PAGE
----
Somers Town (DVD)

I don't quite know how to explain it, but Somers Town is just one of those strangely appealing little low-budget works that somehow surpasses all limitations and speaks straight to the heart. Shot in black and white or, briefly, 8mm film without sound, this movie gives us a glimpse of a crucial period in the lives of two young boys named Tomo and Marek.

Somers Town DVD

Tomo has appeared on a train from Nottingham and is wandering the streets of London aimlessly, and Marek is a young Pole who moved to London with his father (a builder who likes his booze) after his parents divorced and they are both in need of direction ... or just some money and a kiss from a pretty French waitress, either way I think they'd be happy.

The beauty of this film all lies within its simplicity. The two young lads begin their friendship exuding a persona, a societally demanded image that helps them survive, but by the end of this short film we really feel like we know them. How is this achieved? Just by creating real scenarios in which the characters, even the more strange ones, act in an entirely natural way. All of the drama feels essential, all of the joy seems real and the laughter is contagious and everything reeks of honesty. That it's shot almost entirely in black and white certainly helps by giving London the stark edge that's more often depicted through painful street slang of excessively stylised editing (yes Kidulthood/Adulthood I mean you), as does the bare bones camera and sound work which will prevent arthouse audiences from doing what they're attuned to and searching for hidden meanings and extra layers: a great device to force people to see the obvious.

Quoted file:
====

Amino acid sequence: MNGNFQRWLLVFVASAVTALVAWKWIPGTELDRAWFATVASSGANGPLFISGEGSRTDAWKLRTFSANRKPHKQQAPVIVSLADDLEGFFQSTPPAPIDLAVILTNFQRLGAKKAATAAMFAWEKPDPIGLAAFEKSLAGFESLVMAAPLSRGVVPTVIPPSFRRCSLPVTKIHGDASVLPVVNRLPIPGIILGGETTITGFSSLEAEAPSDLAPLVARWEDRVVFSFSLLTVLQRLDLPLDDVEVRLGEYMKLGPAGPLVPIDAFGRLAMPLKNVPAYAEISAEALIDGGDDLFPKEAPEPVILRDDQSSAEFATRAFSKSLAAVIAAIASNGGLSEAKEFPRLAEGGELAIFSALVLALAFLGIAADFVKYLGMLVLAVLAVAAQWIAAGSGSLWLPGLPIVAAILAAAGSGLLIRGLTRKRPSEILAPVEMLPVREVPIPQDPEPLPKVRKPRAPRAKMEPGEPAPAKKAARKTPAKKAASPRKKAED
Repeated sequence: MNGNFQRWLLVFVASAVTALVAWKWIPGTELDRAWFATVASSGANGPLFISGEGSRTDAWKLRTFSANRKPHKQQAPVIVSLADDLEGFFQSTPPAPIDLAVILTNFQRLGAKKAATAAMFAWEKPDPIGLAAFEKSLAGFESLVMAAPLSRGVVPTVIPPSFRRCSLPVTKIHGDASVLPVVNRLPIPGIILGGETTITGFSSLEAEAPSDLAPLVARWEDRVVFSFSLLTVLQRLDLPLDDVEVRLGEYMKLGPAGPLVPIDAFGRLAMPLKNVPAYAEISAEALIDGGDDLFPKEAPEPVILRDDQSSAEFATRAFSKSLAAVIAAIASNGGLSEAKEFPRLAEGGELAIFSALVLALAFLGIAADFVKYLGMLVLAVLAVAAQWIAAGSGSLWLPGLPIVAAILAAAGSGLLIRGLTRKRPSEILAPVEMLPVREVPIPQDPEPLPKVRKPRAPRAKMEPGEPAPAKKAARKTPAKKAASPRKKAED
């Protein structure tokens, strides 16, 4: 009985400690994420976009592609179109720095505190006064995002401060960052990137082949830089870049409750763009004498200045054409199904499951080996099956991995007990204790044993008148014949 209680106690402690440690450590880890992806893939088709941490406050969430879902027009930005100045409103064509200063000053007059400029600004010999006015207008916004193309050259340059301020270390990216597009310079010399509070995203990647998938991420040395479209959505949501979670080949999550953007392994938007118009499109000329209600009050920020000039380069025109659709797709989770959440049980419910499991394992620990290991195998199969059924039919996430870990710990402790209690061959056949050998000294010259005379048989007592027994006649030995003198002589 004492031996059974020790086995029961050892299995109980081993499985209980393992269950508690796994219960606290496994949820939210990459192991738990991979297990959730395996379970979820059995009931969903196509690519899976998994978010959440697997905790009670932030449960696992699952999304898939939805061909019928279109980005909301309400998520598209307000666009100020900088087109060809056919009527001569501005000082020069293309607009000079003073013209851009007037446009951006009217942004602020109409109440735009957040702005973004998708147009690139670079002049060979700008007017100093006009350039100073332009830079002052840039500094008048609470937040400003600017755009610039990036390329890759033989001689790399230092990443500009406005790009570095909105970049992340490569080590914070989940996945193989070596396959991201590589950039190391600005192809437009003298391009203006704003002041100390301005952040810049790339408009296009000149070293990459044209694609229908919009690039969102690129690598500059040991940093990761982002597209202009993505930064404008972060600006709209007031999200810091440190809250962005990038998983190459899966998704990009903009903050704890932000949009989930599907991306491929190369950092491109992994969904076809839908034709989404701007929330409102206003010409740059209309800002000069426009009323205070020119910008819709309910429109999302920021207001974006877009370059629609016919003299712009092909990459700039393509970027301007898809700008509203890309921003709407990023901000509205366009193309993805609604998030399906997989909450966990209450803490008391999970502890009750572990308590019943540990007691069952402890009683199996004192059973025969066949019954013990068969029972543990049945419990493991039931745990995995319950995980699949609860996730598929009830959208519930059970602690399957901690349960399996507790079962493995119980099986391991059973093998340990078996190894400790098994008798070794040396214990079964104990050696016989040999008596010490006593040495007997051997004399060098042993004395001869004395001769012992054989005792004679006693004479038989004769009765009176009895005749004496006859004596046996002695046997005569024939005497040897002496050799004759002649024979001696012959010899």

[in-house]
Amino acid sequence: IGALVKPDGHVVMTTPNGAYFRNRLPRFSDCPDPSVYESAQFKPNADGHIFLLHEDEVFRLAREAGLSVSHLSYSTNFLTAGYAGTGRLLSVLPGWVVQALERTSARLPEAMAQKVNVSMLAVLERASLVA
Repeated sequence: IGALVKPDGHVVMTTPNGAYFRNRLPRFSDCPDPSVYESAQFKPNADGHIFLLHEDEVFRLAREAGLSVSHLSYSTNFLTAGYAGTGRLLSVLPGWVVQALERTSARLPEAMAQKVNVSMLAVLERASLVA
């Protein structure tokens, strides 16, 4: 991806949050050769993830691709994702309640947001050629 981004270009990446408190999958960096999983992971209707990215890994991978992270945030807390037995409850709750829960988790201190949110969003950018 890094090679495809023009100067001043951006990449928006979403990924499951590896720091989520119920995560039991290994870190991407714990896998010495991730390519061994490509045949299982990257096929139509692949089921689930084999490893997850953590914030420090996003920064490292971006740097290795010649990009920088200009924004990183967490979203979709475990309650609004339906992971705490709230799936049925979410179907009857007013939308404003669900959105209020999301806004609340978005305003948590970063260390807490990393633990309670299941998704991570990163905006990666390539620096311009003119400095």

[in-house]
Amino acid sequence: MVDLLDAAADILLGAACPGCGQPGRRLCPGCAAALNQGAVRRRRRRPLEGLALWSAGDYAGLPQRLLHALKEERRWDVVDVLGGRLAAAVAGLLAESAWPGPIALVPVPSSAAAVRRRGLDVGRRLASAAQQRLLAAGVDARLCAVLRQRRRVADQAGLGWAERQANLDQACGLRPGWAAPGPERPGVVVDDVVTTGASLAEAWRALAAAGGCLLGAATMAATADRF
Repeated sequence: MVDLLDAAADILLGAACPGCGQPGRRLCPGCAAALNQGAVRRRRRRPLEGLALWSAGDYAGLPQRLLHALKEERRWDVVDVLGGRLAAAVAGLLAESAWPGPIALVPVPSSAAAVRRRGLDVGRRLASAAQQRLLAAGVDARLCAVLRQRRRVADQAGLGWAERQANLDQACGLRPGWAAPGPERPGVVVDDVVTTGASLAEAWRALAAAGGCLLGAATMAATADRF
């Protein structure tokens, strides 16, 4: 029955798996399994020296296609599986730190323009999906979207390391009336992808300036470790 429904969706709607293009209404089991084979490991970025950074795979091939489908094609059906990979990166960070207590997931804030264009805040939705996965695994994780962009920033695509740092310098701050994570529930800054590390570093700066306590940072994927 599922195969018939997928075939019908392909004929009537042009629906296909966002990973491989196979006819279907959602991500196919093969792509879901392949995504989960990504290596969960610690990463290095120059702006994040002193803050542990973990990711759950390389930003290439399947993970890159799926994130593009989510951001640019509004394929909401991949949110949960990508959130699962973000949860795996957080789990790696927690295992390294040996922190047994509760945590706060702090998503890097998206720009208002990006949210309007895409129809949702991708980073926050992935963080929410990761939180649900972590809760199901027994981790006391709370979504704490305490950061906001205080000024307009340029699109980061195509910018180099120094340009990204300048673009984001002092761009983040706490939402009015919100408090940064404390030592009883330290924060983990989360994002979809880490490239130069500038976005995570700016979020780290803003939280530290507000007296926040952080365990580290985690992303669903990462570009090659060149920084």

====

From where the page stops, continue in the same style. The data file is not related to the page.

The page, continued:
Of course, I can't finish the review without mentioning the acting. Thomas Turgoose, who was so oddly frightening in Meadows' cult classic This Is England, shines out again as upbeat and cocky young scamp Tomo, and Piotr Jagiello provided that deep, troubled look more often witnessed in a Kieslowski film than on the streets of London. Even the subsidiary roles, in particular Elisa Lasowski as sexy French waitress Maria and Perry Benson as Mareks strange neighbour, shine when they're on screen. The bottom line is that this is a movie that's short, sweet, sensitive and insightful. A bitesize little hidden treasure that Meadows seems to have conjured from nowhere. I highly recommend you watch it.

 

EXTRAS *** Interviews with Perry Benson, Thomas Turgoose, Piotr Jagiello and Shane Meadows; the featurette Shane Meadows' Masterclass at the Tribeca Film Festival; TV ads; and the trailer.

Stuart O'Connor is the Managing Editor of Screenjabber, the movie review website he co-founded with Neil Davey far too many years ago. He likes all genres, as long as the film is good (although he does enjoy the occasional bad "guilty pleasure"), and drinks way too much coffee.

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